Approximately one-third of the 3.6 million neonatal deaths that occur each year can be attributed to infections that develop into life-threatening conditions. USAID-supported research is strengthening the evidence base on infection management in young infants, especially in community-based settings.
A recent community study in Nepal concluded that handwashing with soap can reduce newborn deaths by up to 44%. For countries where newborn mortality is high, adopting handwashing with soap as a standard practice before delivery and while handling newborns is not only important, but it saves lives.
“USAID is introducing and scaling up the delivery of very simple, low-cost approaches to prevent death and treat severe illness to reach women and children in very poor communities who do not have access to quality health care,” said Richard Greene, Director Office of Health, Infectious Diseases and Nutrition, USAID. “And good hygiene is essential to good health.”
Keeping hands clean is one of the most important steps one can take to avoid getting sick and spreading germs to others. Studies show that washing hands with soap is one of the most effective and inexpensive ways to prevent diseases: it can cut deaths from diarrhea by almost half and from acute respiratory infections by a quarter.
Global Development Alliances (GDA) like this link U.S. foreign assistance with the resources, expertise, innovation, and creativity of private sector partners and NGOs. Such alliances are vital to the achievement of transformational development goals, and alliances that have the greatest impact are the ones connected to the core business mission of the private company.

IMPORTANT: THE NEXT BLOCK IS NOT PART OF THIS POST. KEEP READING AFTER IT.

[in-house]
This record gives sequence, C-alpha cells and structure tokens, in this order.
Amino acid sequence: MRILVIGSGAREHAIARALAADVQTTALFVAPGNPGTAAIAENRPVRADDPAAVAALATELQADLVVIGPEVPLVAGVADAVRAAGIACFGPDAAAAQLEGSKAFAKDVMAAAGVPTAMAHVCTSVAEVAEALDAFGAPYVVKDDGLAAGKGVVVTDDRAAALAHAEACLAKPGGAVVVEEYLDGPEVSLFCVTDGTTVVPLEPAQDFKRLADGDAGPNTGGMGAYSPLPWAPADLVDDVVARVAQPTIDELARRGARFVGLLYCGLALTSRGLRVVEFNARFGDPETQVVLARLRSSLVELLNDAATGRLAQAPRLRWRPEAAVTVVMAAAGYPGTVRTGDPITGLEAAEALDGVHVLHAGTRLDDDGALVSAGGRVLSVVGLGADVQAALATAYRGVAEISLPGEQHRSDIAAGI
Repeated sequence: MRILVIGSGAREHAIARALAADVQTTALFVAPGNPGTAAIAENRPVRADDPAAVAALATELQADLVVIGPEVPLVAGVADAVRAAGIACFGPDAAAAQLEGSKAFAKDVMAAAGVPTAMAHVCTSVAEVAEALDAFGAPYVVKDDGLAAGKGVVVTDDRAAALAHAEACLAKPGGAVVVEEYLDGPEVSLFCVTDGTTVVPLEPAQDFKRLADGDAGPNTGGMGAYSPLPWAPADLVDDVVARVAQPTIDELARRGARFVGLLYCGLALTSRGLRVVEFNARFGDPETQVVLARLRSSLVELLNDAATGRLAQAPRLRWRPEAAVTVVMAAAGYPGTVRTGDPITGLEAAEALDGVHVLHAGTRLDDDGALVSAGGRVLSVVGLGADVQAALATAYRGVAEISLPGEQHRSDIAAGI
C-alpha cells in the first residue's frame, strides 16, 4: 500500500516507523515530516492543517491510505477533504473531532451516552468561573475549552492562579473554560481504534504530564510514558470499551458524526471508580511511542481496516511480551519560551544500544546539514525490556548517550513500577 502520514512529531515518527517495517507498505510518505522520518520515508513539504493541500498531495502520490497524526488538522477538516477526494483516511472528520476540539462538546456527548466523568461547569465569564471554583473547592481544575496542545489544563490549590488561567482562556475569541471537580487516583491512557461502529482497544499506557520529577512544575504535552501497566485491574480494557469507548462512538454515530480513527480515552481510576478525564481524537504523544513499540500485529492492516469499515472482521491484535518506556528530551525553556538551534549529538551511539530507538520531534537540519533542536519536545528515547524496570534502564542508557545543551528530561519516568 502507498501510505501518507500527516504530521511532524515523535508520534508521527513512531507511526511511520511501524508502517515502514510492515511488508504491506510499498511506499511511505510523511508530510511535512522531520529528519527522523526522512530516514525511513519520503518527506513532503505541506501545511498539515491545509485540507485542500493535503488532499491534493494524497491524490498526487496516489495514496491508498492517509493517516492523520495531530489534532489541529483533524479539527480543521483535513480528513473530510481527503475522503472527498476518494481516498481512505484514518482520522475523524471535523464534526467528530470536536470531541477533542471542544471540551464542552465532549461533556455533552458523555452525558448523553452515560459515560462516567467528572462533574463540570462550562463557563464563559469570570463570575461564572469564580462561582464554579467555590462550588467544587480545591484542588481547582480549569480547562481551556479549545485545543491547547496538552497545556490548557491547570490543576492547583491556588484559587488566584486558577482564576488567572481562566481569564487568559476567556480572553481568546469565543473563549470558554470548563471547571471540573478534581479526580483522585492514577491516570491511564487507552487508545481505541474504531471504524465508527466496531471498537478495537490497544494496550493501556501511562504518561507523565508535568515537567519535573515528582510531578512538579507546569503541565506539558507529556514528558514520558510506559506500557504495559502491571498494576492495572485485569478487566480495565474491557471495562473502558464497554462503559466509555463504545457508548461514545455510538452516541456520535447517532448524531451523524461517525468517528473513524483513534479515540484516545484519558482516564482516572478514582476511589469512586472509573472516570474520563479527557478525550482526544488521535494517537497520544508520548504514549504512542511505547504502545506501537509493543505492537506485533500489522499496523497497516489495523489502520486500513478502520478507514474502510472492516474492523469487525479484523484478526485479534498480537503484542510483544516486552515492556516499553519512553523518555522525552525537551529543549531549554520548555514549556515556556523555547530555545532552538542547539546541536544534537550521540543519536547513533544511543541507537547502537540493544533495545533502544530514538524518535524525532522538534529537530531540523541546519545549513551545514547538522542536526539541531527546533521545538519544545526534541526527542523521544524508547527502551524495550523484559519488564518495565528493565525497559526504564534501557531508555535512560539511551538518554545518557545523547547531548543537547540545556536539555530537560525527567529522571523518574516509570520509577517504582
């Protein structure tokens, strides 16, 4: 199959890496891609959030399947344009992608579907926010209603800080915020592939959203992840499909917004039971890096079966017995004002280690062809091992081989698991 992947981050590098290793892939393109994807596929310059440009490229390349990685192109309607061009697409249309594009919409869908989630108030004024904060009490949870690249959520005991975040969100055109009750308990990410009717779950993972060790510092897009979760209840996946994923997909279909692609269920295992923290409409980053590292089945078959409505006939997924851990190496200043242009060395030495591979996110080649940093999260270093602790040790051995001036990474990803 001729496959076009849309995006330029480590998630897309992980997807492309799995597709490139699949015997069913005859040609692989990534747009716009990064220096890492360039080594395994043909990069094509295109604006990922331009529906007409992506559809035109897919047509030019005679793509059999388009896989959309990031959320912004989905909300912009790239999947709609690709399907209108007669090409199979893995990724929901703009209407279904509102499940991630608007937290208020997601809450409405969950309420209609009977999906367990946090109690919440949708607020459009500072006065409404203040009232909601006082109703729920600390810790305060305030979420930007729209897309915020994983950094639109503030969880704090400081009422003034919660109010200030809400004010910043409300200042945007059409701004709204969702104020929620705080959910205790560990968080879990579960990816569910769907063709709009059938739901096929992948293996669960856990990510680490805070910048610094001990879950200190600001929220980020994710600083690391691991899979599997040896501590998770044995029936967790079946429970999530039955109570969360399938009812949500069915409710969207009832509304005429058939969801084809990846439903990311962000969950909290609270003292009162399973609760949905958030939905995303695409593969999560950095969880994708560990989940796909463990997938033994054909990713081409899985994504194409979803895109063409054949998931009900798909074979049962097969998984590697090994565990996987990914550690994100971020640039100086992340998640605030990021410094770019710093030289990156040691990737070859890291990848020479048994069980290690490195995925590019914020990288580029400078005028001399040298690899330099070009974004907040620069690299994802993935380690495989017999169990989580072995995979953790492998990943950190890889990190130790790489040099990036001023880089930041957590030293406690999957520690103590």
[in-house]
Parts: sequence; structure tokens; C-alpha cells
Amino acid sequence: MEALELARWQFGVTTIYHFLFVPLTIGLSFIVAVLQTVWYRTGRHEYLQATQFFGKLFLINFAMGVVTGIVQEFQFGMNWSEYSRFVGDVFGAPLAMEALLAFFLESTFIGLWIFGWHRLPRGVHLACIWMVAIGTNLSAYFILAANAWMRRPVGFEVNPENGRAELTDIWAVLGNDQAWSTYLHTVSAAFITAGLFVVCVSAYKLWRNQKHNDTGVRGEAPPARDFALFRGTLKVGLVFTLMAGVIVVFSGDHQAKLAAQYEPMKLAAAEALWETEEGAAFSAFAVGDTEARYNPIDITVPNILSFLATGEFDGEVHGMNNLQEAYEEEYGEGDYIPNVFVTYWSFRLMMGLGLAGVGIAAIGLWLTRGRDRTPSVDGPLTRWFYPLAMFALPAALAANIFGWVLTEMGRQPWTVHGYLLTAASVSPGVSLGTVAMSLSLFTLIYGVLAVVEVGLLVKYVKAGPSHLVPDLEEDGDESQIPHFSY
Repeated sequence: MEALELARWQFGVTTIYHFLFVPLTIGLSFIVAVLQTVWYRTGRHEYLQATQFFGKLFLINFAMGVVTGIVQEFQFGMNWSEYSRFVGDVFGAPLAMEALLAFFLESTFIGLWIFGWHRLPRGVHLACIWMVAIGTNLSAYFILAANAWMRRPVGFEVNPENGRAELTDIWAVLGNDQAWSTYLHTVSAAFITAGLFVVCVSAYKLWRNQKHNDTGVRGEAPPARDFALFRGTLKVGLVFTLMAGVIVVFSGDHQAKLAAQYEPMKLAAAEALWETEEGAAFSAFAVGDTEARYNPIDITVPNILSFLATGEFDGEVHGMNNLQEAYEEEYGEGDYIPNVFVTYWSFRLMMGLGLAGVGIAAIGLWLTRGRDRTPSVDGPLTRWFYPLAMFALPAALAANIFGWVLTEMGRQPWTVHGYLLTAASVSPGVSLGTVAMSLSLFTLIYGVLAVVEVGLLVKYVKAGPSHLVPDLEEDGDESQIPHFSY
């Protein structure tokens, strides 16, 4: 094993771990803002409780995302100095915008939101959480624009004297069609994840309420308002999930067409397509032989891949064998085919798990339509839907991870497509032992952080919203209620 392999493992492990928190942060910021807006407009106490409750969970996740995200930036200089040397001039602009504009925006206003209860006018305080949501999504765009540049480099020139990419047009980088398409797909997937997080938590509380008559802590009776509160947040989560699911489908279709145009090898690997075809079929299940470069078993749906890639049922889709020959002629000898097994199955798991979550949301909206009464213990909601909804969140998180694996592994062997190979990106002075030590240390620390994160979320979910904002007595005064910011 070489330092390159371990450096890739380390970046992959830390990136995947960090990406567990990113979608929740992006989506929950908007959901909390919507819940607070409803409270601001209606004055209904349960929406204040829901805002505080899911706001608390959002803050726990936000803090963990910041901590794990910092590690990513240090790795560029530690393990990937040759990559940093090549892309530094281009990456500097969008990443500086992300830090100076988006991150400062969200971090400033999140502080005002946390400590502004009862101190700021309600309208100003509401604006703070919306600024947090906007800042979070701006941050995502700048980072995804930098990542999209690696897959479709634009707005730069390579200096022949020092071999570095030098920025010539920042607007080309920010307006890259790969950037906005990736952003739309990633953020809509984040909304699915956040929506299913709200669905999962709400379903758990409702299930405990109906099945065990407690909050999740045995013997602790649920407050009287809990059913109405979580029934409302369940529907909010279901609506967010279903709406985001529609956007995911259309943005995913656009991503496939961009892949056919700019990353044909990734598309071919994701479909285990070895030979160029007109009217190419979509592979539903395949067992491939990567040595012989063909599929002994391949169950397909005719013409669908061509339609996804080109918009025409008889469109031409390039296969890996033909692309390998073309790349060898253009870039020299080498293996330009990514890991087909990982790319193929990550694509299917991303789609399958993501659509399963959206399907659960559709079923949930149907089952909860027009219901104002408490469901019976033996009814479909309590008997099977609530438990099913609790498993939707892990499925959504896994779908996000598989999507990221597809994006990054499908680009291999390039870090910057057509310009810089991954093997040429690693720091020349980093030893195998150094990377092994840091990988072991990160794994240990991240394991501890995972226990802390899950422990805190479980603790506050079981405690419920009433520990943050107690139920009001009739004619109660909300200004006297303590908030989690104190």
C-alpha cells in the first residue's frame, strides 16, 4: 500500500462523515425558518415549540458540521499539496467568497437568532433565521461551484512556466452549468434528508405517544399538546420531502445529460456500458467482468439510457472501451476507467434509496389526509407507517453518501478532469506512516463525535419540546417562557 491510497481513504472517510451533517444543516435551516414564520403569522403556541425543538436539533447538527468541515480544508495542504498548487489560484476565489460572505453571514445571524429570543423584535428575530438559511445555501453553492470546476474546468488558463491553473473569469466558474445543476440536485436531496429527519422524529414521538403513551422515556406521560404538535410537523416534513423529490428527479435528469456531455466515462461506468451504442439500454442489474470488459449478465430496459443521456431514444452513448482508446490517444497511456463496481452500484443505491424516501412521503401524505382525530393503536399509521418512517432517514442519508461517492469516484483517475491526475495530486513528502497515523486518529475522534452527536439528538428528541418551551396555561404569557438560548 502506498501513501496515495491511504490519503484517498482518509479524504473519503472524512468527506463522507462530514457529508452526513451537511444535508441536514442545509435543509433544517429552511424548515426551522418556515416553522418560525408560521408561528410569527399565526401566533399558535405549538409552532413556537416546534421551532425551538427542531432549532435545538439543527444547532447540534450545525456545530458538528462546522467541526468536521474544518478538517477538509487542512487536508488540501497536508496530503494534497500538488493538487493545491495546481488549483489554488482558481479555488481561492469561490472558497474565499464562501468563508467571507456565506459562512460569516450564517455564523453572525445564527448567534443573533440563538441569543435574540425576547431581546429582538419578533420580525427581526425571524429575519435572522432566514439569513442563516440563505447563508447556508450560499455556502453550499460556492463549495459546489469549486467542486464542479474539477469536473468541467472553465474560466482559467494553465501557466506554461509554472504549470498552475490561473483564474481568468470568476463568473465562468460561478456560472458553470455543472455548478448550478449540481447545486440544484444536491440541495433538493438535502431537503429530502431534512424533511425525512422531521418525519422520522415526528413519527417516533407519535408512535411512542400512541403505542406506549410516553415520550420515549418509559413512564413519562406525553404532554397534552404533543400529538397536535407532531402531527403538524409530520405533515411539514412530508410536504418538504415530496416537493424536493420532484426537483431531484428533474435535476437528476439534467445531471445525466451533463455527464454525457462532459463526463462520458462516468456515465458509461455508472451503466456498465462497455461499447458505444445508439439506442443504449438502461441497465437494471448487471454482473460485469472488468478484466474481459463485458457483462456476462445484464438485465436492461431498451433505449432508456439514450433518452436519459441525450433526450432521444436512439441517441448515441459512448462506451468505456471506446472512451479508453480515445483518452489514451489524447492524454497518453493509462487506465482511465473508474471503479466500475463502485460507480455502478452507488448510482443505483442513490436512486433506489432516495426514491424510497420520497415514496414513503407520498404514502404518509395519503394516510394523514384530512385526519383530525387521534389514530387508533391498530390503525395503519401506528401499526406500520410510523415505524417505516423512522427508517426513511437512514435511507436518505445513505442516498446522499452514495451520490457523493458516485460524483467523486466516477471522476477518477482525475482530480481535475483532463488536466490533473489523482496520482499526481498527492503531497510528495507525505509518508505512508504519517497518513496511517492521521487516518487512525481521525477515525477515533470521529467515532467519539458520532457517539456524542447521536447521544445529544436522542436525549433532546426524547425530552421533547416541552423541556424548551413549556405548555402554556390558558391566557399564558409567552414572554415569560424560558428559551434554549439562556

“At Lifebuoy, we understand the impact that handwashing with soap can make and have made a bold commitment to change the handwashing behavior of one billion people by 2015,” said Myriam Sidibe, Social Mission Director, Lifebuoy. “Persuading people to change their behaviour for long term health benefits is difficult, and requires a sound understanding of people’s habits, lifestyles and environment. We are proud to be working as a partner of this Global Development Alliance for newborn survival, which will implement effective behavior change interventions based on our collective understanding preventing infections and saving lives.”
Under the President’s Global Health Initiative, USAID is targeting investments where we can most effectively achieve dramatic, meaningful results for the American people and the developing world. Expanding these programs will mean providing easier access at a single location for a broader set of medical and health interventions. It means focusing more clearly and getting the full package of basic health services out to those people who are most vulnerable because they lack access to any protective care at all.